When it comes to finding a cure for Alzheimer’s, according to Dr. Lawrence S. Honig, there is no drug yet that will bring someone back to normal. But, he said, “We would be very delighted if we can come up with a drug that slows down the disease, and that might happen within the next five years or so.”
Honig offered that glimmer of hope in Millburn on Sept. 14, at the Alzheimer’s/Dementia Community Conference. The event was the first to be hosted jointly by the Jewish Family Service of Central NJ and Jewish Family Service of MetroWest, both partner agencies of Jewish Federation of Greater MetroWest NJ. It was funded by the federation and the Healthcare Foundation of NJ.
Honig shared the podium with Cynthia Epstein, a clinical investigator with New York University’s Center for Cognitive Neurology. The caregiver support program she helped design is being offered free of charge by both JFS agencies. The keynote talks were followed by discussions led by the professional staff leading those JFS programs.
About 120 people attended, some of them family members who have nursed loved ones with dementia for years, and others anticipating that situation.
“My mother is still doing all right, but she’s beginning to have problems, and she knows it,” one woman said. “That’s the hardest part.” Another said that both her parents had died from Alzheimer’s, and though one’s genes are not regarded as a major factor, she said, “I’m pretty sure I’ll get it, too.”
Honig, a professor of neurology at Columbia University College of Physicians and Surgeons in New York City, works in its Taub Institute for Research on Alzheimer’s Disease and the Aging Brain. He provided the audience with an overview, comparing and contrasting the symptoms, methods of diagnosis, and research into treatment of Alzheimer’s and related disorders, including Lewy Body dementia, Creutzfeldt-Jakob disease, ALS-dementia, and progressive aphasia.
Alzheimer’s can start decades before symptoms become evident, Honig said. Researchers are working on early and later diagnosis, causes, symptom reduction, and immunization. He was frank about the limited success of current medications.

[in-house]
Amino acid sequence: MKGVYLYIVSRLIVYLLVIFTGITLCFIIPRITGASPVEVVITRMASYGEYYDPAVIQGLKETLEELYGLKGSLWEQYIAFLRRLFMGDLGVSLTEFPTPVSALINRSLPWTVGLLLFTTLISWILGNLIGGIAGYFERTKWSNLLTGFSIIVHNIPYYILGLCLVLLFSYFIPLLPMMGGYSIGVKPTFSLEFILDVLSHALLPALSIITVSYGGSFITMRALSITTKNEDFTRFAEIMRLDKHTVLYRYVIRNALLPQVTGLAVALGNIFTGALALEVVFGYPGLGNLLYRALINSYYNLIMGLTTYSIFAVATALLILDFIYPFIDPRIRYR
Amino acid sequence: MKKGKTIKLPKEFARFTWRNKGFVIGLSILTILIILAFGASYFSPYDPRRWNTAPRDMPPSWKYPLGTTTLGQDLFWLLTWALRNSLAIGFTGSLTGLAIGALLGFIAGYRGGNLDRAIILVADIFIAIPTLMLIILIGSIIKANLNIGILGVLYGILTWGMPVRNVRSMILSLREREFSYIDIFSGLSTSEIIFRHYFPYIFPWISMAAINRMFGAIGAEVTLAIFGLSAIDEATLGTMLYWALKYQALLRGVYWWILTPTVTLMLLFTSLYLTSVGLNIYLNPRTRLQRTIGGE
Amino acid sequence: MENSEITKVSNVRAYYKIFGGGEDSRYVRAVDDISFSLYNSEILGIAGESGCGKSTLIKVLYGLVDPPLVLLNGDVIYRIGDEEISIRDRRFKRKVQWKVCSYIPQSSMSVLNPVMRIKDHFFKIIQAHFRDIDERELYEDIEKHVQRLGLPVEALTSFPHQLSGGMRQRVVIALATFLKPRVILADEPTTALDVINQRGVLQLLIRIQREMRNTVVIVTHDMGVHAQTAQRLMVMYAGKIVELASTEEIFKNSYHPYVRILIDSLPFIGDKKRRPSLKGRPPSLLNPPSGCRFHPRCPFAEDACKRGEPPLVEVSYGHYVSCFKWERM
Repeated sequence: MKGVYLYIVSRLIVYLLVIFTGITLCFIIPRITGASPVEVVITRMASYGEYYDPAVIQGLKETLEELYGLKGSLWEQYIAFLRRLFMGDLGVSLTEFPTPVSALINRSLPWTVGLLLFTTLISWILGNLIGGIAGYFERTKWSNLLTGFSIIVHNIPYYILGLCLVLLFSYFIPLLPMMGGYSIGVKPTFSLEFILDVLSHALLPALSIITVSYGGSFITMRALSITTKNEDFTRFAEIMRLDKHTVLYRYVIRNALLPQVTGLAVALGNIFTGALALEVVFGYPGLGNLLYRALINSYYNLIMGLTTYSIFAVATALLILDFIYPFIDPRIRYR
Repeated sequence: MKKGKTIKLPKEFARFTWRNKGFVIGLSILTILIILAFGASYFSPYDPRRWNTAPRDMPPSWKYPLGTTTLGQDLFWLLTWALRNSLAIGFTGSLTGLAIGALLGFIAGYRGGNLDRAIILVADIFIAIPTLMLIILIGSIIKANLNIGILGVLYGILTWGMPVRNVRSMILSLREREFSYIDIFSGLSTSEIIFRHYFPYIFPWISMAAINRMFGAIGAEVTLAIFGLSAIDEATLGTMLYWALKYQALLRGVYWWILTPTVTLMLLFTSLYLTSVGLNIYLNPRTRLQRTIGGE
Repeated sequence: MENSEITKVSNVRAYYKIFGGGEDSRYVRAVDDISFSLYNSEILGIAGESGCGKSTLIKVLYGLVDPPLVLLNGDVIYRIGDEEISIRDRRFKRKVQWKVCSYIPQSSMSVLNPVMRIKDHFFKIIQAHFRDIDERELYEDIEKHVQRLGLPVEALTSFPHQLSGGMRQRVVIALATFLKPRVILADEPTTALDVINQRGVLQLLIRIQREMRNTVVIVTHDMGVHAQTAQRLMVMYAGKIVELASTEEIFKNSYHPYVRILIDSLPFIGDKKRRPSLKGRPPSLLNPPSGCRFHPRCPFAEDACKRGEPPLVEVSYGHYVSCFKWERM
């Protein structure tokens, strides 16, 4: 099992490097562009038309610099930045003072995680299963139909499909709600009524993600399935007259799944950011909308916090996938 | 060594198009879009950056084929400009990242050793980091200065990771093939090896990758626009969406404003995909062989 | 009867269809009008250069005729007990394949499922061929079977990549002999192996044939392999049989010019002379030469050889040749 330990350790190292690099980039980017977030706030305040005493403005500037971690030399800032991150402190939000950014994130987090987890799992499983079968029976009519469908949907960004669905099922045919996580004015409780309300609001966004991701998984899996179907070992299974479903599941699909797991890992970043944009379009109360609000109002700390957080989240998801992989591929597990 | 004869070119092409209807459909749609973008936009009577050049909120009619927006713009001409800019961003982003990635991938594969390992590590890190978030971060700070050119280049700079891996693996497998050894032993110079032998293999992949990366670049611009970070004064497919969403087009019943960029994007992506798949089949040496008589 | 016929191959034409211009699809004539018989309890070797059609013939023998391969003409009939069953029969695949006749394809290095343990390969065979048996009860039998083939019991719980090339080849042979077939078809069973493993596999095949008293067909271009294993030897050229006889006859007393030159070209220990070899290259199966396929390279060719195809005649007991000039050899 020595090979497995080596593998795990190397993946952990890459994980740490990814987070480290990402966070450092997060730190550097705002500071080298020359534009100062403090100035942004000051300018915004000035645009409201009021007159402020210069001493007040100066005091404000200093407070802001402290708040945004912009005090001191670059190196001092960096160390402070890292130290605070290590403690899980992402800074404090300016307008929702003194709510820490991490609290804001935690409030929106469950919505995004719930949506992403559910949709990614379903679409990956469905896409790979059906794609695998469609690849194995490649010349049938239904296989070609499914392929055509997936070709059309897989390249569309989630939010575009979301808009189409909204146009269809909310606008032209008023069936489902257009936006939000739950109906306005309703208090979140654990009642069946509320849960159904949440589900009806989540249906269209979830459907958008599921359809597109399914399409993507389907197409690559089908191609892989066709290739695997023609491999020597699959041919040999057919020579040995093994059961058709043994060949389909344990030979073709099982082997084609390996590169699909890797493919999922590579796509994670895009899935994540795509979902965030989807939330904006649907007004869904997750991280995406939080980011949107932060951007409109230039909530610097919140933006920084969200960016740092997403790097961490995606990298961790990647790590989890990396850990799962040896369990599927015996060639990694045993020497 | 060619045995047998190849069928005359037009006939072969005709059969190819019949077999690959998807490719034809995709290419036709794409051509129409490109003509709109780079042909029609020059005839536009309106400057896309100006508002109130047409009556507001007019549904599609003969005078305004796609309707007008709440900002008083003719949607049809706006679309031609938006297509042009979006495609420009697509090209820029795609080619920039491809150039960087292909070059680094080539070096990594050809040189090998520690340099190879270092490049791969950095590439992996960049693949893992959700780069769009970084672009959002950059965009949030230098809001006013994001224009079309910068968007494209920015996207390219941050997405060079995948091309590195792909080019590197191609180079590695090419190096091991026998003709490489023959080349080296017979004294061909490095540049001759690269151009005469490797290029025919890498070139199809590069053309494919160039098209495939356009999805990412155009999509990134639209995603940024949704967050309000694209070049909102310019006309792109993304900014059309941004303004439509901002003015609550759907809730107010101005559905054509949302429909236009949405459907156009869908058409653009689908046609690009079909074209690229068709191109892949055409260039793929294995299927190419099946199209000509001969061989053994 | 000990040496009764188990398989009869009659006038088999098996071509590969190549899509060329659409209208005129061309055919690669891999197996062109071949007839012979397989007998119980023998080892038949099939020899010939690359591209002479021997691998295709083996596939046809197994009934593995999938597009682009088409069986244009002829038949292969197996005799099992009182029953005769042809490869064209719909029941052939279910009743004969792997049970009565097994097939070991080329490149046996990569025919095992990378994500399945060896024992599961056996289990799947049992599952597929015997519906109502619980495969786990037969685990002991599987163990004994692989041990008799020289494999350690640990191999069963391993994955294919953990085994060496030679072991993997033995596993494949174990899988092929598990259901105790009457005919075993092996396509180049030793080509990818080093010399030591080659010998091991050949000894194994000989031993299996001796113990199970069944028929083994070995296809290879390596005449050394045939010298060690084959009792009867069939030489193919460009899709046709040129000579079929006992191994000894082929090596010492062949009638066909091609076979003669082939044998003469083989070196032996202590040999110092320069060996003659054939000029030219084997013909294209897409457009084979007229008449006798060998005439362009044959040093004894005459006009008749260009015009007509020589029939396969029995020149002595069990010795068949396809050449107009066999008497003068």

He warned against believing the remedies touted on the Internet, stating, “Memory improvement drugs are of no benefit at all.”
He encouraged people in the audience to participate in research trials. “There are test sites in New York City and in New Jersey,” he said. (To learn more about taking part in the Starshine Study, call Honig or his associate Evelyn Dominguez at 212-305-2371.)
Epstein, a licensed social worker and one of the leaders of the NYU Caregiver Intervention Program, called her presentation “Families and Professionals Working Together.”
“Drugs are not going to be available soon enough to obviate the need for caregivers,” she said. In its 20 years, the NYU program has shown that support for family caregivers helps delay institutionalization of those with such diseases by an average of 18 months, while improving the health and quality of life both for them and those taking care of them.
The key is engaging at least one other family members or friend — to provide emotional support and respite help. That can sometimes be a huge hurdle. “Acknowledging vulnerability can be very scary,” Epstein said. “For some people, it’s easier to keep complaining than to ask for help.”
For more information on the caregiver programs offered locally, call JFS Central at 908-352-8375 or JFS MetroWest NJ at 973-765-9050.